The sample images below illustrate the "issues" and were taken with the A12-50 module. I got similar samples for the S10 module but at a closer look there was an important difference: For the S10 module the fuzziness was distributed unevenly.

Some Samples (A12-50)

Click the images for original samples. Originals are reduced to 50% in order to save server space (they do not show the Exif distance data).

Samples with Ducks

 

Objects in the foreground on left and right side
(Exif distance = 2.5 m = 67108914/26869872)

Object in the foreground on right side
(Exif distance = 2.5 m = 67108914/26869872)

Object in the foreground on right side
(Exif distance = 2.5 m = 67108914/26869840)

Correct focus
(Exif distance = 5.2 m = 67108914/13041712)

Object in the foreground on left side
(Exif distance = 2.5 m = 67108914/26869872)

Object in the foreground on left side
(Exif distance = 2.5 m = 67108914/26869872)

Object in the foreground on left side?
(Exif distance = 2.5 m = 67108914/26869872)

Object in the foreground on left side
(Exif distance = 2.5 m = 67108914/26869872)

Focus OK
(Exif distance = 11.4 m = 67108914/5898288)

Focus not OK, nearly identical section
(Exif distance = 2.5 m = 67108914/26869872)

Further Samples

 

Focus not OK
(Exif distance = 2.5 m = 67108914/26869872)

Focus OK
(Exif distance = 23.8 m = 67108914/2818096)

Focus not OK
(Exif distance = 2.5 m = 67108914/26869872)

Focus OK
(Exif distance = 10.9 m = 67108914/6160432)

Focus not OK
(Exif distance = 2.5 m = 67108914/26869872)

Focus OK
(Exif distance = 12.3 m = 67108914/5439536)

Focus not OK
(Exif distance = 2.5 m = 67108914/26869872)

Focus OK
(Exif distance = 28.4 m = 67108914/2359344)

In 2015, I re-examined the photos and inspected the distance that was listed in the Exif data. In all cases, there is a distance of 2.5 m listed. Below, you will see what this means. (I found many other photos from that time with the same result.)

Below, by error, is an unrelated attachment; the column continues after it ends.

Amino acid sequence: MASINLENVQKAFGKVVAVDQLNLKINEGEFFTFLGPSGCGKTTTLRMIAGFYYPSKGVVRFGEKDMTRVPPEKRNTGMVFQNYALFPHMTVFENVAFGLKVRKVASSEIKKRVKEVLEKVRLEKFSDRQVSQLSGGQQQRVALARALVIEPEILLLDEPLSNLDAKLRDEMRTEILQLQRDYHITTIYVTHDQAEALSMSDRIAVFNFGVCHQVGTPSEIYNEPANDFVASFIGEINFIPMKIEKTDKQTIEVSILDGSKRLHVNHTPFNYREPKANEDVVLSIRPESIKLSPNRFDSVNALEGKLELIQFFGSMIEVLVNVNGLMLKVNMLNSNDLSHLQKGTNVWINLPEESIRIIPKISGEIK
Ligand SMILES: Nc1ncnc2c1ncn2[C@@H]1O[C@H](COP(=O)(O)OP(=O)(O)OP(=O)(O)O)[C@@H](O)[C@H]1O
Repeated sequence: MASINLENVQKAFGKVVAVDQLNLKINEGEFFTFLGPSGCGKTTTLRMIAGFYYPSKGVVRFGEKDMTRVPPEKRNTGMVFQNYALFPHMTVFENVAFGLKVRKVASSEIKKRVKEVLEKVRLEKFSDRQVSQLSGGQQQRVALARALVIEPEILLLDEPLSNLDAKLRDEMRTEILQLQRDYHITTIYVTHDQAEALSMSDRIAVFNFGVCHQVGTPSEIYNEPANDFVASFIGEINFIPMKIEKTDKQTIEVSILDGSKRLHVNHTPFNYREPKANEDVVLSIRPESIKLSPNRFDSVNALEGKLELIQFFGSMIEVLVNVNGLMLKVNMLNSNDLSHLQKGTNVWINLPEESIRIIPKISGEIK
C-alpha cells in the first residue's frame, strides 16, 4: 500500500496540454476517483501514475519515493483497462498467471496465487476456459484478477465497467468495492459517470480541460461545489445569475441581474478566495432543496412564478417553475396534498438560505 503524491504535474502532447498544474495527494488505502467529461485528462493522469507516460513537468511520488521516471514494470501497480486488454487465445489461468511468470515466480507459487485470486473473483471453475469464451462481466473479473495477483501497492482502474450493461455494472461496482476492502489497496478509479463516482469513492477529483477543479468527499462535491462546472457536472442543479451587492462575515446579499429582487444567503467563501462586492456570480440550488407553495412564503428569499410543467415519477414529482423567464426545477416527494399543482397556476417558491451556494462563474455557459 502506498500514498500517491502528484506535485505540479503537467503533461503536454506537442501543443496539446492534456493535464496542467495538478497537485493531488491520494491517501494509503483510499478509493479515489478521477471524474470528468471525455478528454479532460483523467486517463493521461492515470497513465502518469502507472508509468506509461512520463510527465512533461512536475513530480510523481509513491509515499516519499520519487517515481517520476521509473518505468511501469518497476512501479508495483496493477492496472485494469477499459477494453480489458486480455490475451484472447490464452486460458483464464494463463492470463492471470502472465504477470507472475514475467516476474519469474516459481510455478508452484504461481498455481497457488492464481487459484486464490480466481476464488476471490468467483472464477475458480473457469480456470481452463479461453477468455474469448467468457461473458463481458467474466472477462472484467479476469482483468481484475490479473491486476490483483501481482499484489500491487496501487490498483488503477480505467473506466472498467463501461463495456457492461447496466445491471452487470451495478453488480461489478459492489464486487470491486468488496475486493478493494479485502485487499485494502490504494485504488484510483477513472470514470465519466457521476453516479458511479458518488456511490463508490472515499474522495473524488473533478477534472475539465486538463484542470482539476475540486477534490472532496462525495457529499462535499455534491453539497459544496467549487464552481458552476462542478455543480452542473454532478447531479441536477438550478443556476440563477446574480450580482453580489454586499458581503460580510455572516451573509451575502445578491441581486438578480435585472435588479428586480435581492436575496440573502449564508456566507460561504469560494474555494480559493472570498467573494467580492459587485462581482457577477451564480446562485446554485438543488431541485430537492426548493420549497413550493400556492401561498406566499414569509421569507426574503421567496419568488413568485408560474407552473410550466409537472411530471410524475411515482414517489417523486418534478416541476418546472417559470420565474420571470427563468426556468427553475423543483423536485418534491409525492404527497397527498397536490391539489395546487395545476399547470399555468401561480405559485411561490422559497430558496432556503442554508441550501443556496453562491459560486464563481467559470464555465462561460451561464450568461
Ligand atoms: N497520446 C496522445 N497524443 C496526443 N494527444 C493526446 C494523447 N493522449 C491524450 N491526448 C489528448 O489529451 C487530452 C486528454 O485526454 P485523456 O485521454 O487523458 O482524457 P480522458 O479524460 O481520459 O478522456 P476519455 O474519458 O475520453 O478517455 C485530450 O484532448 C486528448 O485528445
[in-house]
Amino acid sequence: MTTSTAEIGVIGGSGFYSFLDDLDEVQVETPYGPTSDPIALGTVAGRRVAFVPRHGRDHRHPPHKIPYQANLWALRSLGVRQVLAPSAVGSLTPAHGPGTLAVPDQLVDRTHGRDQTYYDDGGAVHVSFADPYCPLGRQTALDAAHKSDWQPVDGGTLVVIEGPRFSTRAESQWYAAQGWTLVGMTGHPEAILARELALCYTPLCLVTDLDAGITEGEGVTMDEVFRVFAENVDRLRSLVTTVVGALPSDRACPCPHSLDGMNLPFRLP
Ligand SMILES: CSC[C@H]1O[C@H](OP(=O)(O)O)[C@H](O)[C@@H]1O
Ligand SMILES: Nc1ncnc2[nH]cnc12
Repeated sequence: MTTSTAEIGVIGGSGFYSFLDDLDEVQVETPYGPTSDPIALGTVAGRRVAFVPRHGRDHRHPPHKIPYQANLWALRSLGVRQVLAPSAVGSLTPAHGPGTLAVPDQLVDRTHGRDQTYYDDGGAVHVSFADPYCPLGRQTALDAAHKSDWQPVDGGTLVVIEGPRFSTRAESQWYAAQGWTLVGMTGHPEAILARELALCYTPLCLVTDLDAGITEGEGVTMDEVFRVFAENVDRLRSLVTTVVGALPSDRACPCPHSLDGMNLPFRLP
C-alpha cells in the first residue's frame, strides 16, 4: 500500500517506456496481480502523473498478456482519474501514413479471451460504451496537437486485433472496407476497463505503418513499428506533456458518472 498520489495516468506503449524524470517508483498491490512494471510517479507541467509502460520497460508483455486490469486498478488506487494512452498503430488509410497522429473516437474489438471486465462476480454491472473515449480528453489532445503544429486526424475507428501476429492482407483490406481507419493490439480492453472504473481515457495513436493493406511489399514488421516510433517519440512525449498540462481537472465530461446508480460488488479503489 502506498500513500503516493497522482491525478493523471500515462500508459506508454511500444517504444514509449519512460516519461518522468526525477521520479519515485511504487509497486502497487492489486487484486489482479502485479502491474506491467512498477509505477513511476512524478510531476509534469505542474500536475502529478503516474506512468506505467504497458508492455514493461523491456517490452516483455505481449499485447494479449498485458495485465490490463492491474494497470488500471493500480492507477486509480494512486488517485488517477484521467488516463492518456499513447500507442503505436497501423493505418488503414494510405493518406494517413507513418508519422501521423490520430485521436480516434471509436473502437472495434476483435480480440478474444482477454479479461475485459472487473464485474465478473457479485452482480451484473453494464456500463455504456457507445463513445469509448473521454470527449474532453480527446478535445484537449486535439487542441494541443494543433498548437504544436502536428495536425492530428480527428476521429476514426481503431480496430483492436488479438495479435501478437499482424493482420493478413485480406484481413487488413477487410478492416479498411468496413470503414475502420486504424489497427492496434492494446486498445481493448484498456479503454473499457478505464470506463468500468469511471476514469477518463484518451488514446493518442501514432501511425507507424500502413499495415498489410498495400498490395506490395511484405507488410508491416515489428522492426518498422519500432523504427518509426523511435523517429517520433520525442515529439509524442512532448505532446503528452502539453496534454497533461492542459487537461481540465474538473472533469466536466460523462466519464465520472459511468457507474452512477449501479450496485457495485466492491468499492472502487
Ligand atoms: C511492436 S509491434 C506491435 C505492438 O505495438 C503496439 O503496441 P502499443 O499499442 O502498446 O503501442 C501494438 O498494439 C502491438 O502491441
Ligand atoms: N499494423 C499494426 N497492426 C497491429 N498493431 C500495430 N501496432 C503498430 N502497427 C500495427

The Solution: Full Press Snap (Or: The Pitfalls of "Full Press Snap")

Intermezzo (S10)

Because of another, or better, a related issue (images fuzzy in the left half, see GXR issues), I had sent my S10 module to Ricoh for inspection at the end of April. Inspection took a bit longer than expected, but I had my module returned shortly after mid-May. Ricoh's technicians at Pirmasens, Germany, could not find an issue with the module and recalibrated it. Mr. Wutzke, my contact at Ricoh (Düsseldorf, Germany), took also a look at the module and confirmed that it was OK. During the first three days after the module had arrived, I took more than a thousand photos to check, whether the issues that I had complained about had really gone. The results were somewhat indecisive: There were still a few fuzzy photos, but these were not as convincing as the samples I had provided for Ricoh. There were also both photos that were more fuzzy in the left than in the right half of the image, and there were also photos on which the focus was way too much in the front.

Stumbling on a Hypothesis

So what should I do: return the module, or play the role of a detective? When I looked at a few more samples, I was close to sending the module back. But I also like to play detective. For reasons that I do no longer remember (probably for getting some inspiration), I scanned the GXR manual, and after a while hit on a function that I had never taken notice of: full press snap. And indeed, its description made it look like a possible solution to my issues because it does the following (from Ricoh manual, adapted):